DURING THE PAST GENERATION, an important sub-discipline, that of 'genocide studies', has arisen among historians around the world. Incorporating also insights by political scientists and anthropologists, it has produced more than its share of fierce and important debates, as well as a large volume of scholarly writings and two academic journals (Holocaust and Genocide Studies and The Journal of Genocide Research) with contributors from around the world. Given the importance of genocides and mass murders in the history of the world during the past century (and before), 'genocide studies' represents an important new area of academic research which would be of interest to many readers of History Today. Yet it is a field which is remarkable for its fierce and hotly-contested controversies, and one where, for many of these debated areas, there is no consensus among historians.
Rather surprisingly, there is no agreed definition of 'genocide', and it is simply not the case that what might be termed the 'common sense' definition of 'genocide' is universally accepted. To the average person, 'genocide' is likely to mean the deliberate and intentional killing of all or most of a specified group of people simply because they are members of that group and for no other reason. Most such targetted groups--at least in the best-known examples of genocide such as the Jewish Holocaust, the slaughter of the Armenians by the Turks in 1915, and the mass murders in Rwanda in 1994--have been ethnic minorities, although some widely accepted examples of what has been termed 'genocide' have been aimed against politically-defined groups, as was the case in Pol Pot's Cambodia.
Yet almost everything in this 'common sense' definition of genocide has been questioned, both by scholars and in international law; even--remarkably--whether genocide must necessarily entail the killing of anyone.
The term 'genocide' was first coined by Raphael Lemkin in 1944 to describe the Nazi extermination of the Jews and others. Lemkin (1900-59) led a rather tragic life: a Polish Jew who was an official of the Polish government prior to the Second World War; he escaped to the United States in 1941 and was important in convincing the Allies to hold the Nuremberg Trials alter the war. In 1948 he persuaded the United Nations to adopt its Convention on Genocide. Nevertheless, he died penniless and almost forgotten in a shabby one-room apartment in New York. He had been unable, in the 1950s, to find a publisher for his magnum opus on the history of genocide, which still exists only in typescript. If anyone ever died just before his time, it was Lemkin: the year after his death the trial of Adolf Eichmann began in Israel, bringing the Holocaust to renewed international attention.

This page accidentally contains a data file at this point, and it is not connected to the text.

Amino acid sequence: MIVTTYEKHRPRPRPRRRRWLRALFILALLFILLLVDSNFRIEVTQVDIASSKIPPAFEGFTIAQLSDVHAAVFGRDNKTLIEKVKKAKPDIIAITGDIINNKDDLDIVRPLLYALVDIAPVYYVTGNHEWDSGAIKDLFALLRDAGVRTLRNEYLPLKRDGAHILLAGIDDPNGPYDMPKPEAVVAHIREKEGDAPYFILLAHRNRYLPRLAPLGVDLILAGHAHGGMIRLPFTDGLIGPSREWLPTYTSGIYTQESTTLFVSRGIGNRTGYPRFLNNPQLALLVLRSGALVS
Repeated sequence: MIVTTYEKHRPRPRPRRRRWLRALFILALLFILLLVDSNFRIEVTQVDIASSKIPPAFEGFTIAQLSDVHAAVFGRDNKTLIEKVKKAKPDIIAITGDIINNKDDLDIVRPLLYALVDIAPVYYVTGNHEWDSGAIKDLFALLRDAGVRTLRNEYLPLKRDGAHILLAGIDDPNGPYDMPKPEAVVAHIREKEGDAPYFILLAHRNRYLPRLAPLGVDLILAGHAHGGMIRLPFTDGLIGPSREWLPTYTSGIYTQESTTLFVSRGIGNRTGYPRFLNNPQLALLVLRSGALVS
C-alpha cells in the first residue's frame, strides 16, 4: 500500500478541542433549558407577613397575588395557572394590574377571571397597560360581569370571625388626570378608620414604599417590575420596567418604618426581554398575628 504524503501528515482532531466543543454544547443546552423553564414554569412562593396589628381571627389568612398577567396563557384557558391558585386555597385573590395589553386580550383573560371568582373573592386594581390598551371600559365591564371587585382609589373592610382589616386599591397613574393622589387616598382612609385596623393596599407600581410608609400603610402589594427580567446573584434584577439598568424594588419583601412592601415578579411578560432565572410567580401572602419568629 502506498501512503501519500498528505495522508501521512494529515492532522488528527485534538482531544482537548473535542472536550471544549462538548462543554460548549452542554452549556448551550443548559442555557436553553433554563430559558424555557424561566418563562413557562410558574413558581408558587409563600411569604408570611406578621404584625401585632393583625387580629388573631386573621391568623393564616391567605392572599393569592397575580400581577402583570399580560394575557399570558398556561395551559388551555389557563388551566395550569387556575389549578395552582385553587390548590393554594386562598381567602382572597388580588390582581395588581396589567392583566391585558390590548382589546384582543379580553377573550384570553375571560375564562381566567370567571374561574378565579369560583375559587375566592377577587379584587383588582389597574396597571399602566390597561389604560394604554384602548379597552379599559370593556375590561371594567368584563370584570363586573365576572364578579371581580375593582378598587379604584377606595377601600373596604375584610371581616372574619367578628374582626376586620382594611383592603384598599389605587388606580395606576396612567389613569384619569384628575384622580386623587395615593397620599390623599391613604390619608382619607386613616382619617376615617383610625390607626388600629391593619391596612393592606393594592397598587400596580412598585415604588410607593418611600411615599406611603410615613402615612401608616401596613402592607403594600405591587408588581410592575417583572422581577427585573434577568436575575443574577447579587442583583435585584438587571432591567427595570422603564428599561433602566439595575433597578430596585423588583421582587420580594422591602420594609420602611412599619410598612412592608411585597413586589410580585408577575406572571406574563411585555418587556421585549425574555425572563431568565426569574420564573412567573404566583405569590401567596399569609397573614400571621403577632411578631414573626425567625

The United Nations Convention on the Prevention and Punishment of the Crime of Genocide, adopted in 1948, already exhibited many of the ambiguities in any attempt to define or delimit 'genocide' which have been a part of debate over its meaning ever since, especially in recent years. According to the UN Convention, 'genocide means any of the following acts committed with intent to destroy, in whole or in part, a national, ethnical [sic], racial or religious group, such as:
a. Killing members of the group;
b. Causing serious bodily or mental harm to members of the group;
c. Deliberately inflicting on the group conditions of life designed to bring about its physical destruction in whole or in part;
d. Imposing measures intended to prevent births within the group;
e. Forcibly transferring children of the group to another group.'
It will be seen that these elaborate definitions fail to coincide with our commonsensical definition of genocide. Several of the UN categories of genocide do not even involve killing, for instance the 'forcible transfer of children' (which, moreover, takes place legally all the time, for instance the enforced removal of the children of criminal or mentally retarded parents). …